The inability of the federal government to avert the “sequester” — automatic and across-the-board spending cuts of $85 billion that came into effect last Friday — will seriously affect the state of ongoing and future research at Stanford, according to University administrators.
The University projects it will collect $296.5 million in undergraduate student fees for the 2011-12 academic year, reflecting a 3.8 percent increase over last year, and will award $148.9 million in undergraduate financial aid, a 1.5 percent increase over 2010-11.
Congress’s Aug. 2 approval of a last-minute debt ceiling increase marked the beginning of at least a week of instability in the U.S. economy, which included Standard & Poor’s (S&P) downgrading the country’s credit rating, volatility in the stock markets and the Federal Reserve Bank’s announcement that it will maintain low federal interest rates. American economists, including those at Stanford, have a variety of theories as to how the situation came to be, as well as how it will play out.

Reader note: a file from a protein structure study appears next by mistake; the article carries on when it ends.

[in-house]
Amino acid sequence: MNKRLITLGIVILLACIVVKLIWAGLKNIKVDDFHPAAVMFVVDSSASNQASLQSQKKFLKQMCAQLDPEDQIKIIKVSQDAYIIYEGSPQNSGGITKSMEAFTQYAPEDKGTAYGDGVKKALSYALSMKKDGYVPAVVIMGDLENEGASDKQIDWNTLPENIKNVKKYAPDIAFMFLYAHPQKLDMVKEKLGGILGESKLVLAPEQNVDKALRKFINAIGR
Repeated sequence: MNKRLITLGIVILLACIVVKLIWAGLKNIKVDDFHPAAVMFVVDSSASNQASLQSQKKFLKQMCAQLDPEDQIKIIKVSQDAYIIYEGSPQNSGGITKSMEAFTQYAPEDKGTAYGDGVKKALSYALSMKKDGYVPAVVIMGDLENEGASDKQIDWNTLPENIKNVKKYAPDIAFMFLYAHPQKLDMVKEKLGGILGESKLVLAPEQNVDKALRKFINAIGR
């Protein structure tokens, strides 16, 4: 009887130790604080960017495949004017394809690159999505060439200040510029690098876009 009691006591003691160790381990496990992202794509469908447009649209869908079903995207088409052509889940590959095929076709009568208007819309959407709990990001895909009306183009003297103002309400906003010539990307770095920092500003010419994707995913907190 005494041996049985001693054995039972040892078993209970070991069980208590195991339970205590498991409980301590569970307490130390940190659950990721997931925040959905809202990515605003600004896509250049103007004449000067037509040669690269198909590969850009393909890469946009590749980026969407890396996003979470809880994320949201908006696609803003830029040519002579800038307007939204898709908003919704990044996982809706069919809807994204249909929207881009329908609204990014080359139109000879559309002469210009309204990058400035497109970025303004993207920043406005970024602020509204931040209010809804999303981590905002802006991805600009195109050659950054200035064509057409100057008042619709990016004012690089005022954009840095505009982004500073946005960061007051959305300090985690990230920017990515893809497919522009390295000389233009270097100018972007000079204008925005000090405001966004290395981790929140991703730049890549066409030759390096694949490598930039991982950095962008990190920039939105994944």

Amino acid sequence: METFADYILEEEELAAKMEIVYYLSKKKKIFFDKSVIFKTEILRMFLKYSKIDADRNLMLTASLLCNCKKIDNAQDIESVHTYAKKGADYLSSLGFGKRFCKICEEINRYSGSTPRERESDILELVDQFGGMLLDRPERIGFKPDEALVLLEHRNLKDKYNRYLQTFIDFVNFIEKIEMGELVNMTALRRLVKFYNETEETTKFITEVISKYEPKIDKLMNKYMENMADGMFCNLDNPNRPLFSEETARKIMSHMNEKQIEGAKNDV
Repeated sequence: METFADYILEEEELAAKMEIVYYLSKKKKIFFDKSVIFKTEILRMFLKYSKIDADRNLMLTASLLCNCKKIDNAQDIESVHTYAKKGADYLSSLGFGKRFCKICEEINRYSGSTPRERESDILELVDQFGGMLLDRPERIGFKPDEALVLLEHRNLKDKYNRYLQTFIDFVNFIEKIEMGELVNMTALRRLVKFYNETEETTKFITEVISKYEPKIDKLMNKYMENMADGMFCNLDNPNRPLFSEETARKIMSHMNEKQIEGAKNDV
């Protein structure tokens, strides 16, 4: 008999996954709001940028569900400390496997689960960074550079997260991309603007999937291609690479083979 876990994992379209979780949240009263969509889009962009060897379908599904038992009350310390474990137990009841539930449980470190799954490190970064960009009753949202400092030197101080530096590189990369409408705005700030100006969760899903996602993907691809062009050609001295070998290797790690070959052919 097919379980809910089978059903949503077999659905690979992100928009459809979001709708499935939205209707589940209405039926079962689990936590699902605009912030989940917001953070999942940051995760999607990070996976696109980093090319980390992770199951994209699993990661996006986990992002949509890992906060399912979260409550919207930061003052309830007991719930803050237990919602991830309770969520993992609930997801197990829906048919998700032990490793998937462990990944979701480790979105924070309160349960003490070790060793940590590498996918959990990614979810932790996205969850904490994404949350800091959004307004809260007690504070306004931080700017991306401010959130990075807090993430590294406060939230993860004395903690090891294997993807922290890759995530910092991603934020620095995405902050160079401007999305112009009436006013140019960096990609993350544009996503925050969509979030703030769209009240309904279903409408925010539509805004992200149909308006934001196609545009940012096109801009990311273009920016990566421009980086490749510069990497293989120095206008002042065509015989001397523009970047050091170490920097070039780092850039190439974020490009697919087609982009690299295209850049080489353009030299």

Federal funding for Pell Grants may decrease significantly if the Senate also passes the H.R.1 bill recently passed by the House of Representatives. Stanford’s Financial Aid Office is confident that these proposed cuts, if enacted, would have a limited impact on the University’s need-based financial aid policy.